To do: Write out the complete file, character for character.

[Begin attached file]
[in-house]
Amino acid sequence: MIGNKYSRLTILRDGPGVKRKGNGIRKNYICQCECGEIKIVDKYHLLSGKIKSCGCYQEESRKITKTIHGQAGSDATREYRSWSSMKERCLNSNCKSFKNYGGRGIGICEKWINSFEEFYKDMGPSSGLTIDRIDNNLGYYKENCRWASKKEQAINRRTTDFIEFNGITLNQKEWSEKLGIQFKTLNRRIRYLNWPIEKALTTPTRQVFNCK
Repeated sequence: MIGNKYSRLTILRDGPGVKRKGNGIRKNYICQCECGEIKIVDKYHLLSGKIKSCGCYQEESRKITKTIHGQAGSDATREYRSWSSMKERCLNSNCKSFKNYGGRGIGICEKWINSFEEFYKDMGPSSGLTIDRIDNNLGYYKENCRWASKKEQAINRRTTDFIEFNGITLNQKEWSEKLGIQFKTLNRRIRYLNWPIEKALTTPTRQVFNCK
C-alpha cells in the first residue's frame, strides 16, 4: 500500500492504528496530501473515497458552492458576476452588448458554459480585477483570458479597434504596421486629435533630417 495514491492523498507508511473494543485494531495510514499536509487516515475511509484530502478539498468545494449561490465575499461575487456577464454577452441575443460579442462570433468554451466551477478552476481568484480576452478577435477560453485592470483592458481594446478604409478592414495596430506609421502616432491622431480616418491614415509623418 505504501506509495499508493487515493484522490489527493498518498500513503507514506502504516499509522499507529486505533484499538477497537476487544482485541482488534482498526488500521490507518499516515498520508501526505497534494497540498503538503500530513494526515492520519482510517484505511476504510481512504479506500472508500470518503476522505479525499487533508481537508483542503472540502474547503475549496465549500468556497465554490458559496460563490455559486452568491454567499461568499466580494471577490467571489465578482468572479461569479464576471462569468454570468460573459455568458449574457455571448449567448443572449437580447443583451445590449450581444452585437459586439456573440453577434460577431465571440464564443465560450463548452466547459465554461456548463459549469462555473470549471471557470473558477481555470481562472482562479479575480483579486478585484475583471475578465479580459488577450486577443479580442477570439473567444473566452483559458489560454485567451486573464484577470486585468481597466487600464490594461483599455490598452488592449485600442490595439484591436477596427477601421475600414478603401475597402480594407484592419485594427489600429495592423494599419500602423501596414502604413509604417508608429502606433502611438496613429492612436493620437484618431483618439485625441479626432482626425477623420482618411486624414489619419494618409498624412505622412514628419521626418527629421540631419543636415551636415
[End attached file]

[in-house]
Amino acid sequence: MIGNKYSRLTILRDGPGVKRKGNGIRKNYICQCECGEIKIVDKYHLLSGKIKSCGCYQEESRKITKTIHGQAGSDATREYRSWSSMKERCLNSNCKSFKNYGGRGIGICEKWINSFEEFYKDMGPSSGLTIDRIDNNLGYYKENCRWASKKEQAINRRTTDFIEFNGITLNQKEWSEKLGIQFKTLNRRIRYLNWPIEKALTTPTRQVFNCK
Repeated sequence: MIGNKYSRLTILRDGPGVKRKGNGIRKNYICQCECGEIKIVDKYHLLSGKIKSCGCYQEESRKITKTIHGQAGSDATREYRSWSSMKERCLNSNCKSFKNYGGRGIGICEKWINSFEEFYKDMGPSSGLTIDRIDNNLGYYKENCRWASKKEQAINRRTTDFIEFNGITLNQKEWSEKLGIQFKTLNRRIRYLNWPIEKALTTPTRQVFNCK
C-alpha cells in the first residue's frame, strides 16, 4: 500500500492504528496530501473515497458552492458576476452588448458554459480585477483570458479597434504596421486629435533630417 495514491492523498507508511473494543485494531495510514499536509487516515475511509484530502478539498468545494449561490465575499461575487456577464454577452441575443460579442462570433468554451466551477478552476481568484480576452478577435477560453485592470483592458481594446478604409478592414495596430506609421502616432491622431480616418491614415509623418 505504501506509495499508493487515493484522490489527493498518498500513503507514506502504516499509522499507529486505533484499538477497537476487544482485541482488534482498526488500521490507518499516515498520508501526505497534494497540498503538503500530513494526515492520519482510517484505511476504510481512504479506500472508500470518503476522505479525499487533508481537508483542503472540502474547503475549496465549500468556497465554490458559496460563490455559486452568491454567499461568499466580494471577490467571489465578482468572479461569479464576471462569468454570468460573459455568458449574457455571448449567448443572449437580447443583451445590449450581444452585437459586439456573440453577434460577431465571440464564443465560450463548452466547459465554461456548463459549469462555473470549471471557470473558477481555470481562472482562479479575480483579486478585484475583471475578465479580459488577450486577443479580442477570439473567444473566452483559458489560454485567451486573464484577470486585468481597466487600464490594461483599455490598452488592449485600442490595439484591436477596427477601421475600414478603401475597402480594407484592419485594427489600429495592423494599419500602423501596414502604413509604417508608429502606433502611438496613429492612436493620437484618431483618439485625441479626432482626425477623420482618411486624414489619419494618409498624412505622412514628419521626418527629421540631419543636415551636415